The Business Year

Amr Banaja


For All Seasons

CEO, General Entertainment Authority


Amr Banaja was appointed as CEO of the General Entertainment Authority (GEA) in August 2018. He previously worked at SEDCO Holding, a private wealth management organization. At SEDCO, Banaja started off as VP Marketing & Communication at the Real Estate division. Later, and after serving as the group’s SVP for Marketing & CSR, he became director of the Board of Directors. Moreover, he worked in various marketing roles with several companies including Unilever, Gillette, Kodak, and NCB. Banaja holds a bachelor degree in Economics from Boston College.

“There has always been coordination, but with anything that is new, coordination will get better over time.“

How has the approach of GEA advanced in 2019?

Today, we are simply putting more focus on the entertainment sector. The entertainment offering has always been a wide one across multiple categories, and the first few years have proven that these offerings are in high demand. Under our new leadership, we have more support to expand our plans and fast track many of our initiatives. One of the most vital developments was the establishment of the Saudi Seasons, a new calendar concept, led by a new committee directly under the Crown Prince. Across the Kingdom, for all provinces, we have aligned the entertainment agenda in terms of these seasons to better align all events, taking into consideration our climate conditions and cultural agenda. This both organizes internal tourism and will attract tourists from abroad. Additionally, we will fill these seasons with cultural, entertainment, and sporting events to create a better quality of life in the Kingdom by spreading joy and creating a vibrant society.

How does this seasonal approach call for more alignment among all the cultural authorities?

There has always been coordination, but with anything that is new, coordination will get better over time. For example, the National Day was a well-coordinated effort across multiple authorities, and the Formula E race in Diriyah and the golf tournament were a great success as well. For Formula E, we created a festival rather than just a sporting event, thanks to the joint effort of the organizers. Now with the creation of seasons, different committees are focused on different aspects, like culture, entertainment, sporting, and tourism. This allows us a holistic approach and adds a lot of demand for creating events and activities that attract tourism, both locally and internationally. We are working now to make sure we program the seasons well in terms of location, time, and audience. We also take international occasions into consideration and aim to create events that are relevant to a global audience.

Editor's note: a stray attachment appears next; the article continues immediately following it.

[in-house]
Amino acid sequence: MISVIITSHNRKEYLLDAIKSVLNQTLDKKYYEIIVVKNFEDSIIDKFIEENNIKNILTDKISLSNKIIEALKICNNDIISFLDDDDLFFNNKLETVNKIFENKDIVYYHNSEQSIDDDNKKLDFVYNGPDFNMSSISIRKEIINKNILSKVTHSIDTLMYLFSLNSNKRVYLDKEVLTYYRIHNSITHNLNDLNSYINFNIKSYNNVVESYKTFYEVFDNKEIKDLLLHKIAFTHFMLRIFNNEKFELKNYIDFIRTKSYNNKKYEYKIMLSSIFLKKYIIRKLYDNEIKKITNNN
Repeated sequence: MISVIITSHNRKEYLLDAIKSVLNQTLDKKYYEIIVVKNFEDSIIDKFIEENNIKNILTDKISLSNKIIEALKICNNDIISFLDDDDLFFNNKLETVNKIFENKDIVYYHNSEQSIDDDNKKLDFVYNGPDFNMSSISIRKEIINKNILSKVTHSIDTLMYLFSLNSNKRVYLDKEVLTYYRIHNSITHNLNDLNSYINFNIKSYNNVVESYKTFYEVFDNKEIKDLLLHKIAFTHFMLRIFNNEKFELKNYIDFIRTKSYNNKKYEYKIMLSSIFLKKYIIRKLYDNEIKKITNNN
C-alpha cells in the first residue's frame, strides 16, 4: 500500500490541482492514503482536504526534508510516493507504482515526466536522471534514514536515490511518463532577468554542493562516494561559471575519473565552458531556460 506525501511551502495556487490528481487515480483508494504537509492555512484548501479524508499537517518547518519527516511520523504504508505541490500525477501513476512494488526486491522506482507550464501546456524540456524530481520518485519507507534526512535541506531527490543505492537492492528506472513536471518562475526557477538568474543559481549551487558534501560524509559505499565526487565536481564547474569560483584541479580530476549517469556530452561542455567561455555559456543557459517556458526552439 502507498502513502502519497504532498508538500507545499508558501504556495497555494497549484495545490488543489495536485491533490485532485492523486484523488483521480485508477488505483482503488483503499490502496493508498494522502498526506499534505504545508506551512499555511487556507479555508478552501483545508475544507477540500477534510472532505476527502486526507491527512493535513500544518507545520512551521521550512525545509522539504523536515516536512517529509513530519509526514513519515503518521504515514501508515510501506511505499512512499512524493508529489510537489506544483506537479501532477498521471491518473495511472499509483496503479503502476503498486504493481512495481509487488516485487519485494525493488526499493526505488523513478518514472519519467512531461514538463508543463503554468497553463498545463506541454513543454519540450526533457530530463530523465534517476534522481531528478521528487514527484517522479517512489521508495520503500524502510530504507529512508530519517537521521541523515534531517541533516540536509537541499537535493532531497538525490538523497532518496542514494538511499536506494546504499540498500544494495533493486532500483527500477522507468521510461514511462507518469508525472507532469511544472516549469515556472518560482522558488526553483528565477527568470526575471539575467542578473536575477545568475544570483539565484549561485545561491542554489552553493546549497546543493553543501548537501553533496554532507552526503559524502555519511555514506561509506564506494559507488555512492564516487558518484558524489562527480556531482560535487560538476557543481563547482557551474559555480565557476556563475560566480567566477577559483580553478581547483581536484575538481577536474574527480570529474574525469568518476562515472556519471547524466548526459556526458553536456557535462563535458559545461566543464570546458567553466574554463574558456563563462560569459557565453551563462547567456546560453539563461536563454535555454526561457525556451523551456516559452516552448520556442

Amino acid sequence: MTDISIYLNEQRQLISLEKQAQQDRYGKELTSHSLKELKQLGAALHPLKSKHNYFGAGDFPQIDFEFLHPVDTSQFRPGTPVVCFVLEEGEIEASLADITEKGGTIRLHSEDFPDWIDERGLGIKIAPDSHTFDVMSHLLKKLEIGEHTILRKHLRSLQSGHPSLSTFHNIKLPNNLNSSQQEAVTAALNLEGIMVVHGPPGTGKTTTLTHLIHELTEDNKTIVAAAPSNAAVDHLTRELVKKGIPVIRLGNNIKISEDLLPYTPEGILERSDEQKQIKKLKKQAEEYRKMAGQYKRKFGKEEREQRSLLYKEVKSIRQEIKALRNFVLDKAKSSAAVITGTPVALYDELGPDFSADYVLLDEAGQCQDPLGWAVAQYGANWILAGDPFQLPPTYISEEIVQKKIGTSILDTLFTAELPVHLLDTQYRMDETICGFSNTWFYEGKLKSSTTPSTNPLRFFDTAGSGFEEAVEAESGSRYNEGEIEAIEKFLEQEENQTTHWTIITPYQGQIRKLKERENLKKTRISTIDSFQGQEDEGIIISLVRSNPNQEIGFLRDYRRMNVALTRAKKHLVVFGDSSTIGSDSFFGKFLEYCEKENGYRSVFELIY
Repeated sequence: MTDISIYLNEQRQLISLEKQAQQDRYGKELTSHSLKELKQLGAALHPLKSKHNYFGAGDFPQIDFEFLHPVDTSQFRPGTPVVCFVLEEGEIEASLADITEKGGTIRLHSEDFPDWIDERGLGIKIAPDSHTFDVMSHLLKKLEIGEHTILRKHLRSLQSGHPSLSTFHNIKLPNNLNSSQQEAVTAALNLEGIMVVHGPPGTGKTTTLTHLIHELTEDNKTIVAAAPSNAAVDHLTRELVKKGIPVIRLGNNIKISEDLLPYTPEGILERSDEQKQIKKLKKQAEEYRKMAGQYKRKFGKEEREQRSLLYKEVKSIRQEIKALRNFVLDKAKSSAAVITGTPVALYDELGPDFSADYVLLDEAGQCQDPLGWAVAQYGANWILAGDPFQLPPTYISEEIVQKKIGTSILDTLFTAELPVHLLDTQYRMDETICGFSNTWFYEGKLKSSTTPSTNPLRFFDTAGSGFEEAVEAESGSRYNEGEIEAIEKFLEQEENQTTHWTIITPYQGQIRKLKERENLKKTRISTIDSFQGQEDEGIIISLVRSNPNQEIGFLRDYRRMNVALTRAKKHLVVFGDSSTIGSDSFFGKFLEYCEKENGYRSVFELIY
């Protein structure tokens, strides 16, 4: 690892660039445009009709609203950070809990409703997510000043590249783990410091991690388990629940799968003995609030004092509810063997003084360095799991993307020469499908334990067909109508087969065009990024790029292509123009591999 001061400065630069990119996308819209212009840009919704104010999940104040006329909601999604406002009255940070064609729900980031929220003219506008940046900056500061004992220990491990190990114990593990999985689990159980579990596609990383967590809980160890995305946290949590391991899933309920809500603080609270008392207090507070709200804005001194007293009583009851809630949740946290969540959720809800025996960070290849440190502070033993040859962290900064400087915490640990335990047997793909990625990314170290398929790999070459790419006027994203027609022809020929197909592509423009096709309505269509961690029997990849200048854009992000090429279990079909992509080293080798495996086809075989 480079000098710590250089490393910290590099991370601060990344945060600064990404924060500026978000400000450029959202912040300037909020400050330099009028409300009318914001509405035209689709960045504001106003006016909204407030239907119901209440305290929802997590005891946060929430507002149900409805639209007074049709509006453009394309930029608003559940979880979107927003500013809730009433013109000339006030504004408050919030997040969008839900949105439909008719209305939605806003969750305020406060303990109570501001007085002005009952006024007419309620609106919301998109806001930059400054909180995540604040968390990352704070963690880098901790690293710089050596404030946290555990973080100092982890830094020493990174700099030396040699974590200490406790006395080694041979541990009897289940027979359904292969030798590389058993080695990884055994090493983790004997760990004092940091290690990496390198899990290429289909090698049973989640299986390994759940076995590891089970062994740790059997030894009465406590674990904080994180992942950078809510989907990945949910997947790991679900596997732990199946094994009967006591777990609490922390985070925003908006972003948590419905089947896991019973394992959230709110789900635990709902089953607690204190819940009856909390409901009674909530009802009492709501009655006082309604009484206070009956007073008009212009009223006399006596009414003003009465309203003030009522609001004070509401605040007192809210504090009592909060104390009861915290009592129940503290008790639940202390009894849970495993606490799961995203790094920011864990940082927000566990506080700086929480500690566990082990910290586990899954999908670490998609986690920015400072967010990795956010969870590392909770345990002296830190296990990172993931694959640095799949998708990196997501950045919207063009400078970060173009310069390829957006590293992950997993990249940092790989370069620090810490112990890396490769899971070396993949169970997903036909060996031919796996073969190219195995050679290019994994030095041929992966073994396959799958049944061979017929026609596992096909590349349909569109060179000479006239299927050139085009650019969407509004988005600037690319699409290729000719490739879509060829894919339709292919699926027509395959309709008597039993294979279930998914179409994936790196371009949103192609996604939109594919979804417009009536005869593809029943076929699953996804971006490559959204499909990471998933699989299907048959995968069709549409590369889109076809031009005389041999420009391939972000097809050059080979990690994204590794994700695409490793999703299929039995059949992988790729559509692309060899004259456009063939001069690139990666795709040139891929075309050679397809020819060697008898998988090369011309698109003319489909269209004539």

How do you balance between megaprojects and smaller scale initiatives in the entertainment industry?

Megaprojects and smaller scale initiatives complement each other. GEA is the regulator; it facilitates creativity, while putting in place the regulations, licensing process, quality standards, and inspection. GEA organizes and promote the seasons and supports smaller organizations and SMEs to get started. Its mandate is not to invest in megaprojects, but rather in projects that the private sector would not necessarily invest in because of longer return, larger scale, or unclear regulations. When GEA promotes the entertainment sector, it does so in the international arena. We share our standards, so we know we are issuing the right ones. When we deploy programs to develop local talent, we work hand-in-hand with them, but it is the private sector’s role to come in and invest.

Will the authority slowly phase out of its role as a funder and become a regulator?